Creative professionals from different industries depend on color-managed workflows to deliver the best results. A crucial piece of equipment for any color management work is a properly color-calibrated monitor; it improves productivity and saves money by reducing the number of proofs needed delivering consistent results across media.
Guaranteeing accurate on-screen colors depends on the quality of the equipment used and proper setup and calibration by the end-user. While getting your monitor from a reputable brand can solve the first one, set up and color calibration can be confusing because there are two ways to get the color right on your screen – hardware and software calibration.
What's the difference between these two types of color calibration, and which one is the best for your needs? Read on to learn more about hardware vs. software calibration.
Inside a computer, numerical values of red, green, and blue define all possible colors, but what we use to reproduce that color will affect the result. For example, the color cyan is 100% green, 100% blue, and 0% red. These numeric values never change, so cyan will always be the same, but only numerically. How that cyan looks on the screen is affected by several factors, but the most common is an uncalibrated screen.
All computer monitors incorporate small variations due to the nature of manufacturing. For example, the blue pixels on a specific monitor could be slightly bluer than another one, even from the same brand and model. If you display the color cyan as defined by its RGB values on such a monitor, it will look slightly bluer than it should. At BenQ, we use high-precision equipment in the manufacturing process to minimize these discrepancies; however, it's practically impossible to eliminate them altogether.
Color calibration helps reduce the impact of those discrepancies on color performance. After manufacturing, a monitor can be color calibrated by the manufacturer or the end-user. A specialized optical tool measures the actual colors produced by a monitor and compares them to reference values. Whenever differences exist, the computer performs calculations to adjust the color and sends a corrected signal to the monitor; then, measurements are retaken. This process is repeated until everything falls within accepted tolerances for the monitor to be considered color accurate.
The main difference between hardware and software calibration comes at the next step of the calibration process. Once the necessary adjustments for each reference value have been calculated, they need to be stored somewhere to adjust every color that the monitor displays. A LUT (Lookup table) is used to calculate corrections; inside the LUT, each RGB combination has a new value assigned that reflects the values specific for a monitor to display accurate colors.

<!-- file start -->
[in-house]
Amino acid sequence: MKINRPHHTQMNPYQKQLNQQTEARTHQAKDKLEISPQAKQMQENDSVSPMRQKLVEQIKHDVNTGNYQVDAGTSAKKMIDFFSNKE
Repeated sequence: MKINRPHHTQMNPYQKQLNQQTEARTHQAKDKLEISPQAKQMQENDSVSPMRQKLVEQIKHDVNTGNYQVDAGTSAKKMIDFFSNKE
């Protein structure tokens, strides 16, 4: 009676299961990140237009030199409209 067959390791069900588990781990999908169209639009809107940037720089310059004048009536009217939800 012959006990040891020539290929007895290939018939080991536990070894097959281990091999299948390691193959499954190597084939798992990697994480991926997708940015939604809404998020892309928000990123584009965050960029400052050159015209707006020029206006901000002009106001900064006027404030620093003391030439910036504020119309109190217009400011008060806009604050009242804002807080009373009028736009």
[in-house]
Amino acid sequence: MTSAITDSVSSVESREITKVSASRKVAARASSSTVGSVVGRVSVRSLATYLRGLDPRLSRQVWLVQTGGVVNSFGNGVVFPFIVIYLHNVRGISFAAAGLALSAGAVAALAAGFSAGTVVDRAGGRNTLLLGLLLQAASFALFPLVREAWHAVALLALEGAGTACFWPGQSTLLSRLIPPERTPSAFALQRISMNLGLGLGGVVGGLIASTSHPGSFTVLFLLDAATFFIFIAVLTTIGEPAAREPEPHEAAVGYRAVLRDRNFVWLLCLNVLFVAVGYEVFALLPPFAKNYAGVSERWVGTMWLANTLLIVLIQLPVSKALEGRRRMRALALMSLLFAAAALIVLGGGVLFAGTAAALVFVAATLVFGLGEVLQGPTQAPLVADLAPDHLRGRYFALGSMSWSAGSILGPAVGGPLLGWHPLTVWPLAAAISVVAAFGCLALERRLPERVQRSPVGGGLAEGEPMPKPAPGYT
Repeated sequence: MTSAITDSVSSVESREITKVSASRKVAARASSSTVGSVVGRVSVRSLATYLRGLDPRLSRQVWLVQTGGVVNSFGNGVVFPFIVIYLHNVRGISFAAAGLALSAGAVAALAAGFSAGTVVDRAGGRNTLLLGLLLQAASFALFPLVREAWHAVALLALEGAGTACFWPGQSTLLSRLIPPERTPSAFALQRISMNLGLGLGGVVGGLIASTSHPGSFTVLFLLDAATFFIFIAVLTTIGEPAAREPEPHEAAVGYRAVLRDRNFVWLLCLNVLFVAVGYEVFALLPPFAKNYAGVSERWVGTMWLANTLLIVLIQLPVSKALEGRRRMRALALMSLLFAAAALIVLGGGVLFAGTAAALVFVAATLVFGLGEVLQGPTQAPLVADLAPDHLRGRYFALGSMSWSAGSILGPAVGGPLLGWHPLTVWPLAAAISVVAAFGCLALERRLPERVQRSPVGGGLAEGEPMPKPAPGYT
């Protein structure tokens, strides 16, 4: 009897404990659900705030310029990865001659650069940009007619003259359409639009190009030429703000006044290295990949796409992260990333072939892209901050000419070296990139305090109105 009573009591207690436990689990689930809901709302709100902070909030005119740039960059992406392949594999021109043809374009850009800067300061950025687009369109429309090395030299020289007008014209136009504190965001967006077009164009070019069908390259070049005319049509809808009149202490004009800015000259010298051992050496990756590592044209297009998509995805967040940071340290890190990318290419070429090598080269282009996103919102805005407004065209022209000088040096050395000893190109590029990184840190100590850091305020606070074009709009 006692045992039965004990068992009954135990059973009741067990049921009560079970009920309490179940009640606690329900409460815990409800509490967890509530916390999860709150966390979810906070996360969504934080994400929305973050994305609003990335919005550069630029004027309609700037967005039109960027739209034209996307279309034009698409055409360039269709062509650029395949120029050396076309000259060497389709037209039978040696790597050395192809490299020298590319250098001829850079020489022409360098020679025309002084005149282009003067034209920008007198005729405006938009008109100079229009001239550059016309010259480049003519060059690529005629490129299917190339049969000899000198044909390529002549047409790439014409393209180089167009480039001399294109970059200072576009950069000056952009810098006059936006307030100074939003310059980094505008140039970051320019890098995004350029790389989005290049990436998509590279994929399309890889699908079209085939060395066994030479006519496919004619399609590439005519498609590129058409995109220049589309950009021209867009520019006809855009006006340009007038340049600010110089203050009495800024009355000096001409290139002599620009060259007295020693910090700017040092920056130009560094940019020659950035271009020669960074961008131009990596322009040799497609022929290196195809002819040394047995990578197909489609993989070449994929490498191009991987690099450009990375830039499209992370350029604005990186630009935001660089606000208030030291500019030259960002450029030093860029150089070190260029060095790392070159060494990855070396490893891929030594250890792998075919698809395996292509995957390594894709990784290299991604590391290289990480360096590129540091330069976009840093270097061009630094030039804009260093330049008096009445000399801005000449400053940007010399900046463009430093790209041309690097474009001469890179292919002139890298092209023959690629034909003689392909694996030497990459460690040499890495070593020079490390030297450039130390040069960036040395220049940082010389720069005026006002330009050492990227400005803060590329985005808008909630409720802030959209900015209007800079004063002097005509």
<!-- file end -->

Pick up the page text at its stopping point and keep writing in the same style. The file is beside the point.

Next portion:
When using software color calibration, the LUT is stored on your computer where the color corrections are software-processed first, and the corrected RGB values are then sent to the monitor. A hardware LUT, which is used for hardware calibration, is stored on a dedicated chip inside the display. With a hardware LUT, the monitor receives the unadjusted RGB signal from the computer and then applies the color corrections using a chip on the display itself where the corrected values are stored.
A software calibration LUT needs to be reloaded every time you reboot your computer and only works with that computer's video signal. If you use multiple sources with your monitor, each one must have its color calibration stored independently. A hardware calibrated monitor will be color accurate regardless of which source or computer you connect to it.
The most significant disadvantage of software color calibration is that it comes at the cost of reduced color depth. Software calibration improves color accuracy by adjusting the RGB values at the computer's video graphic card or operating system. Still, some color depth is lost due to the limited bitrate connection to the display. It's impossible to fit the necessary range of adjusted 8 or 10-bit RGB values, which can fall above the original 100% max value, over a connection of the same bitrate.
When a hardware calibratable monitor takes care of the color correction, the RGB signal leaves the computer unchanged, avoiding any adverse effect on the color depth. The hardware LUT then processes these values on the monitor, using a much bigger color depth than the original signal, giving ample room to avoid color loss. While accuracy can be more or less the same between hardware and software calibrations, using a hardware LUT approach will ensure that your professional monitor's wide color gamut is not compromised.
Hardware calibration requires a monitor with a built-in LUT to store the adjustments. After a hardware calibration, colors on the screen are accurate and maintain the wide color gamut of the professional monitor. On the other hand, software calibration also provides accurate colors at the loss of color depth and more frequent recalibrations.
In general, hardware calibration offers several advantages over software calibration. It protects the monitor's original color gamut thanks to an internal LUT that doesn't truncate the color depth. The color calibration is plug-and-play thanks to the hardware LUT is inside the monitor, which is performing the corrections independently from the source. And typically, the results of hardware calibration last longer than software-based solutions.
Hardware calibration offers color-critical professionals a reliable workflow that saves them time and money with fewer recalibrations and colors on-screen that can be trusted.
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